Autism is not a disease, though some people may have medical conditions as well as autism, for which they must receive proper medical treatment.

On the recent World Autism Awareness Day, UN Secretary-General Ban Ki-Moon said: “With adequate support they can and should be educated in the heart of their communities. Now is the time for even greater access and work opportunities for people with autism.”

Now, a West Cork couple have set up an organisation to raise autism awareness.

Fiona and Tom O’Leary of ART (Autistic Rights Together) are from Drimoleague, and have five children. Two of their sons have autism, and Fiona has Aspergers.

They are particularly concerned about abusive and unproven treatments for autistic people. Fiona told me about some of them.

How do you think we are coping as a society today, Fiona?

We seem to be going backward. We’re still looking at old books, and autism is being described as an epidemic that’s worse than cancer or AIDS. I don’t use the term “disordered”, as I don’t feel disordered, and I object to this negative language.

We are being left out of discussions regarding our future, because the stereotype many people have is so debilitating.

There are some so-called treatments out there that are of great concern, MMS2 in particular. This is essentially a bleach solution, devised by some ill-informed people who think that autism is caused by parasites.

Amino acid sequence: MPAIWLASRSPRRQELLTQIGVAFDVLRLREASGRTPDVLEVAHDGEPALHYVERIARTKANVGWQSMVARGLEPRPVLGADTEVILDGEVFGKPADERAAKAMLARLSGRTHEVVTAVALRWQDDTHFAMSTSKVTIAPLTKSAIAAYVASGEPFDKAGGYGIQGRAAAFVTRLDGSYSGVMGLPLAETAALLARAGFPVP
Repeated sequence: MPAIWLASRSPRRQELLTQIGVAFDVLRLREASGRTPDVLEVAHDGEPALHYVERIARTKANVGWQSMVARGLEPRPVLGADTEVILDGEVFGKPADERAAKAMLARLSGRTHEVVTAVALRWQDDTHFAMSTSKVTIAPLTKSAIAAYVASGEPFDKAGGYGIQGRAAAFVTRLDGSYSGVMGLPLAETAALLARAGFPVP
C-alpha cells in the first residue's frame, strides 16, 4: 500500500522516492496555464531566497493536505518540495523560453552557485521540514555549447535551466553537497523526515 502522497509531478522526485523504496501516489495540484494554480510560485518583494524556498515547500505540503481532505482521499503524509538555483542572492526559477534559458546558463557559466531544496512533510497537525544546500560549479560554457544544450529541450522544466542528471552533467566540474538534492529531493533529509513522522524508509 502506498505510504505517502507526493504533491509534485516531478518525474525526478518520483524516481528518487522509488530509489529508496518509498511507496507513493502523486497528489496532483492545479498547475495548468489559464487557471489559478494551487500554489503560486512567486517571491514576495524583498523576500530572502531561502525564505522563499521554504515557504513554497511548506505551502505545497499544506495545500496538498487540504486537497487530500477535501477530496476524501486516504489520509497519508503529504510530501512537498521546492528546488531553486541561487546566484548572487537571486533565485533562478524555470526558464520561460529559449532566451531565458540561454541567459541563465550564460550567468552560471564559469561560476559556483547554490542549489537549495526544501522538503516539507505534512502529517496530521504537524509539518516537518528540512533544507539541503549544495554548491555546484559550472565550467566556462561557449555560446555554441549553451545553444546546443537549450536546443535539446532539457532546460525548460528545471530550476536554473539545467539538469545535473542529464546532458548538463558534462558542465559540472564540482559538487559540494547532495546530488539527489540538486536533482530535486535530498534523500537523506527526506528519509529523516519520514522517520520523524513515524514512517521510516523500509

It is being taken orally and via enemas, all very dangerous. In this scenario, a child having convulsions is thought to be a good thing, as, its proponents say, it resets the brain.

I believe that your organisation is especially concerned with autistic people being represented on the boards of support organisations?

Yes we are. And our premise, “nothing about us without us”, is a good place to start. Any research that will bring positive benefits to people on the autistic spectrum is welcome, but we have to be involved at a leadership or senior level.

ART exists to give autistic people a voice, a meaningfull input into the decisions made by the powers that be in regard to the futures of those who live on the autistic spectrum. This is a condition that is struggling hard to find acceptance in society.

Not including people with autism is like having a women’s group without any women. In Canada, people with autism have a 40% employment rate. But in Ireland, it’s only 1%.”

Your days must be very full with your family and ART?

It’s busy alright. My youngest is five and my eldest is 22.. I have two wonderful and gifted boys who are on the autistic spectrum.

But I think what’s going on now, with some of these unlicensed “treatments”may have serious side effects on an individual’s well-being.

ART is campaigning world wide to bring an end to abusive treatments being given to autistic people. That is so important to me and my family.